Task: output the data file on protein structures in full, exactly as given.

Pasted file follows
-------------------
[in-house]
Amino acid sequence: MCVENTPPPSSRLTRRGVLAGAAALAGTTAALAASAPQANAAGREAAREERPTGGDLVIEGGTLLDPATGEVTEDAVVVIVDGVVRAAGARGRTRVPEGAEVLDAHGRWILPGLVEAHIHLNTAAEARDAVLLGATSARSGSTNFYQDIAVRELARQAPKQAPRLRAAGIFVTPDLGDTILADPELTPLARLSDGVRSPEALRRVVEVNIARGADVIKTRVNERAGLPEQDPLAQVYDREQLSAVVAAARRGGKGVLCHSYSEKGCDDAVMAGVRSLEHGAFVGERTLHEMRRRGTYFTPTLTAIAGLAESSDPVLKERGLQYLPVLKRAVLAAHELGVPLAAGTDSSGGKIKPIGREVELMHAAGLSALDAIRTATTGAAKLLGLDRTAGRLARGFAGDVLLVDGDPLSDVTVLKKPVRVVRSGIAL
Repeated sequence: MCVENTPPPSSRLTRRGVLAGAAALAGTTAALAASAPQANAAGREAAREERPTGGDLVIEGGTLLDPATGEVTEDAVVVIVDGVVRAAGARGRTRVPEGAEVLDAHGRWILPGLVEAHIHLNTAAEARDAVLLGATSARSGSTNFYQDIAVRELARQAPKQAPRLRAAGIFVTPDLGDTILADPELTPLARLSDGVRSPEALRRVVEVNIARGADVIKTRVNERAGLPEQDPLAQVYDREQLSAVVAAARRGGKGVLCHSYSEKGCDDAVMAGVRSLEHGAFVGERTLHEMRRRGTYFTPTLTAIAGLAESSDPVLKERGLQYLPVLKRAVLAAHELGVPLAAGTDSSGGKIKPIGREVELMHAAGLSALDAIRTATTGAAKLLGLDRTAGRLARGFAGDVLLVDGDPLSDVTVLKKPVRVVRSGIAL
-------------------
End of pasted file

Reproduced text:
[in-house]
Amino acid sequence: MCVENTPPPSSRLTRRGVLAGAAALAGTTAALAASAPQANAAGREAAREERPTGGDLVIEGGTLLDPATGEVTEDAVVVIVDGVVRAAGARGRTRVPEGAEVLDAHGRWILPGLVEAHIHLNTAAEARDAVLLGATSARSGSTNFYQDIAVRELARQAPKQAPRLRAAGIFVTPDLGDTILADPELTPLARLSDGVRSPEALRRVVEVNIARGADVIKTRVNERAGLPEQDPLAQVYDREQLSAVVAAARRGGKGVLCHSYSEKGCDDAVMAGVRSLEHGAFVGERTLHEMRRRGTYFTPTLTAIAGLAESSDPVLKERGLQYLPVLKRAVLAAHELGVPLAAGTDSSGGKIKPIGREVELMHAAGLSALDAIRTATTGAAKLLGLDRTAGRLARGFAGDVLLVDGDPLSDVTVLKKPVRVVRSGIAL
Repeated sequence: MCVENTPPPSSRLTRRGVLAGAAALAGTTAALAASAPQANAAGREAAREERPTGGDLVIEGGTLLDPATGEVTEDAVVVIVDGVVRAAGARGRTRVPEGAEVLDAHGRWILPGLVEAHIHLNTAAEARDAVLLGATSARSGSTNFYQDIAVRELARQAPKQAPRLRAAGIFVTPDLGDTILADPELTPLARLSDGVRSPEALRRVVEVNIARGADVIKTRVNERAGLPEQDPLAQVYDREQLSAVVAAARRGGKGVLCHSYSEKGCDDAVMAGVRSLEHGAFVGERTLHEMRRRGTYFTPTLTAIAGLAESSDPVLKERGLQYLPVLKRAVLAAHELGVPLAAGTDSSGGKIKPIGREVELMHAAGLSALDAIRTATTGAAKLLGLDRTAGRLARGFAGDVLLVDGDPLSDVTVLKKPVRVVRSGIAL